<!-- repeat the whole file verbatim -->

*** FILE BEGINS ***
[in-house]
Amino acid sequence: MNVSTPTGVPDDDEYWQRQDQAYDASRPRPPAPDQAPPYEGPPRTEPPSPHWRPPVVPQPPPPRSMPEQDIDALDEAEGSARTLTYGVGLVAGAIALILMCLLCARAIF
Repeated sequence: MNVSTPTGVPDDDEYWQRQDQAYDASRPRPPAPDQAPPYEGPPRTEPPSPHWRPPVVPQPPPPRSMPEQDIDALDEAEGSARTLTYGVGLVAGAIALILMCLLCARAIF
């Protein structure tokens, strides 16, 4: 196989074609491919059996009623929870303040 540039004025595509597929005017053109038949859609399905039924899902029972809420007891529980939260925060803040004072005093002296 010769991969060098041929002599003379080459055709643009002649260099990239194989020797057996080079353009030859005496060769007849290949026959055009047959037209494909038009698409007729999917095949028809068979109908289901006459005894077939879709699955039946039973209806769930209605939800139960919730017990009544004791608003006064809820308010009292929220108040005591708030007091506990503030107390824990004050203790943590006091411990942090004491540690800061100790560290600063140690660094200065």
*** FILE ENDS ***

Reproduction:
[in-house]
Amino acid sequence: MNVSTPTGVPDDDEYWQRQDQAYDASRPRPPAPDQAPPYEGPPRTEPPSPHWRPPVVPQPPPPRSMPEQDIDALDEAEGSARTLTYGVGLVAGAIALILMCLLCARAIF
Repeated sequence: MNVSTPTGVPDDDEYWQRQDQAYDASRPRPPAPDQAPPYEGPPRTEPPSPHWRPPVVPQPPPPRSMPEQDIDALDEAEGSARTLTYGVGLVAGAIALILMCLLCARAIF
């Protein structure tokens, strides 16, 4: 196989074609491919059996009623929870303040 540039004025595509597929005017053109038949859609399905039924899902029972809420007891529980939260925060803040004072005093002296 010769991969060098041929002599003379080459055709643009002649260099990239194989020797057996080079353009030859005496060769007849290949026959055009047959037209494909038009698409007729999917095949028809068979109908289901006459005894077939879709699955039946039973209806769930209605939800139960919730017990009544004791608003006064809820308010009292929220108040005591708030007091506990503030107390824990004050203790943590006091411990942090004491540690800061100790560290600063140690660094200065």